PAIDEIA STUDENTS FOSTER A “COMMUNITY RESPONSE” TO THE ISSUE OF HOMELESSNESS IN GEORGETOWN
Homelessness is a very real and misunderstood situation that affects over one million Americans. Each homeless person tells a unique story and young people are not immune to these struggles. Paideia students have learned that the stereotypical views of “homelessness” as a man on the streets do not reflect the reality of many students in Williamson county that lack stable home lives and constantly live on the move with family and/or friends. We can make quite a difference in the lives of the homeless when we respond to them, rather than ignore or dismiss them.
Students mentored by Dr. Burks and Coach Don Gregory have identified with addressing the need of ‘vulnerable’ populations, particularly teens experiencing some aspect of “housing distress” in Georgetown.The students spent their time working with many organizations on campus, such as Habitat for Humanity, APO, and Amnesty International, that also dedicate efforts towards providing a voice and advocacy for under-represented groups. They looked to foster a partnership where they can reach out to more student organizations as well as the community to increase awareness of the issue and provide programming to address certain needs.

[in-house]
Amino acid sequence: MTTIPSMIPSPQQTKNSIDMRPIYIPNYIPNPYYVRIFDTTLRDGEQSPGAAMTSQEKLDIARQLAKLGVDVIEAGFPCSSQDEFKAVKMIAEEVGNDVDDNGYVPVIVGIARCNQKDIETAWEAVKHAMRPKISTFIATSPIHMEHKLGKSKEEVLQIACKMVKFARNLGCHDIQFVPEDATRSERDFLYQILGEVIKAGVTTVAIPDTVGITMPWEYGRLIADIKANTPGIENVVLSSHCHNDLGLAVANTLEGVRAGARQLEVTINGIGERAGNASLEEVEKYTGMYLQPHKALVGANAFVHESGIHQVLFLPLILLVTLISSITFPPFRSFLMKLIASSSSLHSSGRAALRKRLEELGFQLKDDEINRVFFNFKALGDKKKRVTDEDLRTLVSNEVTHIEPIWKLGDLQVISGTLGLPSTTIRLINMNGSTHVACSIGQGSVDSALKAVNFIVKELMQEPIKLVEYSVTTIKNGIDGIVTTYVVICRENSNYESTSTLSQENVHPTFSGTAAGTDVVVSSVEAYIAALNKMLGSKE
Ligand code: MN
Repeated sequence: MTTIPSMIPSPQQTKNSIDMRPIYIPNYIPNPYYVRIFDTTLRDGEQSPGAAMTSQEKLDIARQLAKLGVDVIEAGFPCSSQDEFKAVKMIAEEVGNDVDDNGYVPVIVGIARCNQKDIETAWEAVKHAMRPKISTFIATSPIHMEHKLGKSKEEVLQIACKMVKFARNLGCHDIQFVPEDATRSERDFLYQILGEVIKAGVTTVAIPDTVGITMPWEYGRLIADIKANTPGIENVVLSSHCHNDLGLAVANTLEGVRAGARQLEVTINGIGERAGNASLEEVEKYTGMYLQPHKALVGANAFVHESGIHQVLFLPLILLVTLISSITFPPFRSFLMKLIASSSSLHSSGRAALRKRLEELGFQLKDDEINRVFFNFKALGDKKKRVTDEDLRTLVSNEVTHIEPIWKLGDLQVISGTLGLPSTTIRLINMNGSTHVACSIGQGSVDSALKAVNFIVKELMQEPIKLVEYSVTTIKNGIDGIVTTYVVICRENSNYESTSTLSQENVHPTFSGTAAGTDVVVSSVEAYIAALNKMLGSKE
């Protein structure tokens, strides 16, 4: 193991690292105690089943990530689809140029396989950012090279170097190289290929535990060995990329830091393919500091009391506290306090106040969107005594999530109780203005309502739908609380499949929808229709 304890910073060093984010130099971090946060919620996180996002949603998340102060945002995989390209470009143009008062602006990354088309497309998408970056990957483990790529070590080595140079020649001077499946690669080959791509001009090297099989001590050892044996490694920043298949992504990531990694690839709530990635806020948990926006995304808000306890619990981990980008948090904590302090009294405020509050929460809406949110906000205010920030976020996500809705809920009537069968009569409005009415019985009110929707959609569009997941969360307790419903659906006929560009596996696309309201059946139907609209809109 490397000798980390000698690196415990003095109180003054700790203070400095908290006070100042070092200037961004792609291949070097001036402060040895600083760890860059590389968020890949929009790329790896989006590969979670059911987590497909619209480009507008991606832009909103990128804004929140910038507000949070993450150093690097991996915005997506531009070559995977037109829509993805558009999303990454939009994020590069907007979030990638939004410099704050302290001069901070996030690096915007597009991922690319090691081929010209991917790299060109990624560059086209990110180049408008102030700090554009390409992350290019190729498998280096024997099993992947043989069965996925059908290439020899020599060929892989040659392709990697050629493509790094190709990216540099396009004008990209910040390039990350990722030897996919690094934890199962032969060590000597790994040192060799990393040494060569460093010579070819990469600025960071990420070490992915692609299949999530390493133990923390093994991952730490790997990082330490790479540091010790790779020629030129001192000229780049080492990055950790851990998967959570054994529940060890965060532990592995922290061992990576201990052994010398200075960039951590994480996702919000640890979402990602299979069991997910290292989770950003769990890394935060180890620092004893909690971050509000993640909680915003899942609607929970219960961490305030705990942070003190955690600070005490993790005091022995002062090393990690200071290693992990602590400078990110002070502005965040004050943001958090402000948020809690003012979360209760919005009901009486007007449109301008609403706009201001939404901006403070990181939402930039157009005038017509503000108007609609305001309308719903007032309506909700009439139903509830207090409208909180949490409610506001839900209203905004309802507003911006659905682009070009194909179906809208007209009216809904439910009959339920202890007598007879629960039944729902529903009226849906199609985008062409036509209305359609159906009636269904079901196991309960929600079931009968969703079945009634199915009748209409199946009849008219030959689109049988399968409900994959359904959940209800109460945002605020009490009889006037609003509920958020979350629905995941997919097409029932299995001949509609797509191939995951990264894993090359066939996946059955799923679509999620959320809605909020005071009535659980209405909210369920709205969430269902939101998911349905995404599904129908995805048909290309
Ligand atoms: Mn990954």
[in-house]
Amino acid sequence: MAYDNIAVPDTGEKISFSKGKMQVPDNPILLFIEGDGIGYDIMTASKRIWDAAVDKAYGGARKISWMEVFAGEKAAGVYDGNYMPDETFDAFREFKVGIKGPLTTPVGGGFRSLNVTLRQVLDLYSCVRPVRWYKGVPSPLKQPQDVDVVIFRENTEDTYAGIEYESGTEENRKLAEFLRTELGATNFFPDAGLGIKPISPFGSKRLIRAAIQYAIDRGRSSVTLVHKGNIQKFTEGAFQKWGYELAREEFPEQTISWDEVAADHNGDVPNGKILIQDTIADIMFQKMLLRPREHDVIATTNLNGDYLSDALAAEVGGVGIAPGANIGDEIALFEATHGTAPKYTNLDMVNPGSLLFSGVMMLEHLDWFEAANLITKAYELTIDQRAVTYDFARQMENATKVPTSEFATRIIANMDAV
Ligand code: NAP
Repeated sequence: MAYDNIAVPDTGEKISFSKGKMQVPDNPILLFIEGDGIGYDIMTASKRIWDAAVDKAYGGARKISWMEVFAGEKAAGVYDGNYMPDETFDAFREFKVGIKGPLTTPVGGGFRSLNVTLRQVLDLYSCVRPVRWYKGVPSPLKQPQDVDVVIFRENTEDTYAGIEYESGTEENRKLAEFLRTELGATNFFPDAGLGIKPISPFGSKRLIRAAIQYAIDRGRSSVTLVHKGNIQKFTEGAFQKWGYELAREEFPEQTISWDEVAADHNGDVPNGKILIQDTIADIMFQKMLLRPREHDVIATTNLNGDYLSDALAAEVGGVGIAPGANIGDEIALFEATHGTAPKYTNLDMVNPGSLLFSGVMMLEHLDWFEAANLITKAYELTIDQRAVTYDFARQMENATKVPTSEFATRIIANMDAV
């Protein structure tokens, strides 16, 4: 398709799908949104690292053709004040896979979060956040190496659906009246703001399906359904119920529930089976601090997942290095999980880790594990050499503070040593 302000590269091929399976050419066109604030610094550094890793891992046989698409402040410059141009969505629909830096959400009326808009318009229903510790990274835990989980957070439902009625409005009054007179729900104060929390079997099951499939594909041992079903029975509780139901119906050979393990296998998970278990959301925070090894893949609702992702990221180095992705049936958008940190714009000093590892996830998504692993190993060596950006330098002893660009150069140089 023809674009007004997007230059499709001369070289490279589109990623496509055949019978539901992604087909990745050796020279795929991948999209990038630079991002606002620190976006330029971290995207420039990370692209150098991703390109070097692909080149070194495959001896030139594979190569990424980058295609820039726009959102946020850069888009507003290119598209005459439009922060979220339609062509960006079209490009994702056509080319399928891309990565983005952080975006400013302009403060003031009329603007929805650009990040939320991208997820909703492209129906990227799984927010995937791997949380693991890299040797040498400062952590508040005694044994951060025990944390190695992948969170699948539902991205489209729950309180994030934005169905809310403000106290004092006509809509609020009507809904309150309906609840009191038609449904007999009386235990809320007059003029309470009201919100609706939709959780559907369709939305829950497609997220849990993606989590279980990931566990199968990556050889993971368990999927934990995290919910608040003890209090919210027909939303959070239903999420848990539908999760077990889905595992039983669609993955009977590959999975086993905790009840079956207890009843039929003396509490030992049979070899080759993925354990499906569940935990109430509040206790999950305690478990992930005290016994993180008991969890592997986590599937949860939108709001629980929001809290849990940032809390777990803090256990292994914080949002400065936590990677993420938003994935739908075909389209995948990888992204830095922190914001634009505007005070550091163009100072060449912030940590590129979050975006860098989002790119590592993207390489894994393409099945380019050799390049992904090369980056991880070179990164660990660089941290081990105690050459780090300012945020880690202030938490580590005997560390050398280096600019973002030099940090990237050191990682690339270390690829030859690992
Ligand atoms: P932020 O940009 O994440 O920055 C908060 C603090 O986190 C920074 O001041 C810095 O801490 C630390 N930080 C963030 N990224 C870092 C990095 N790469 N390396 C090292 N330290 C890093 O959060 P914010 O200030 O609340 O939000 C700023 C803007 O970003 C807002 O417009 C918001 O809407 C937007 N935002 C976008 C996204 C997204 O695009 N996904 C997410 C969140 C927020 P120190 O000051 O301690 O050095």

A GARDEN GROWS IN GEORGETOWN - WITH THE HELP OF SOUTHWESTERN PAIDEIA STUDENTS
A project developed by Paideia students is not only enhancing the appearance of the Williamson County and Cities Health District headquarters, but also providing food for low-income residents in Williamson County.
To fulfill their service learning requirement, the students decided to develop a garden for the Williamson County and Cities Health District. Ansa Copeland, a philosophy major from Wharton, came up with the idea for the project after researching the “Green Corn” project in Austin.
The students put in landscaping ties to create raised beds, got dirt donated for the garden, put the plants in, and watered them regularly. Produce currently growing in the gardens includes peppers, brussel sprouts, cauliflower, spinach, lettuce, collards, turnips and a variety of herbs.
The fruits of their labors can be seen around the health district headquarters in downtown Georgetown.
“It’s a wonderful garden,” said Marge Tripp, community health promotion director for the health district. “We couldn’t have done it without them.”
The health district takes produce from the gardens to use in the “Happy Kitchens” classes it teaches at The Caring Place in Georgetown. These classes are for uninsured persons with diabetes to help them control their blood sugar via diet.
“This has been very exciting for us,” Copeland said. “We’re glad that the project has been a success and the Health District is happy.”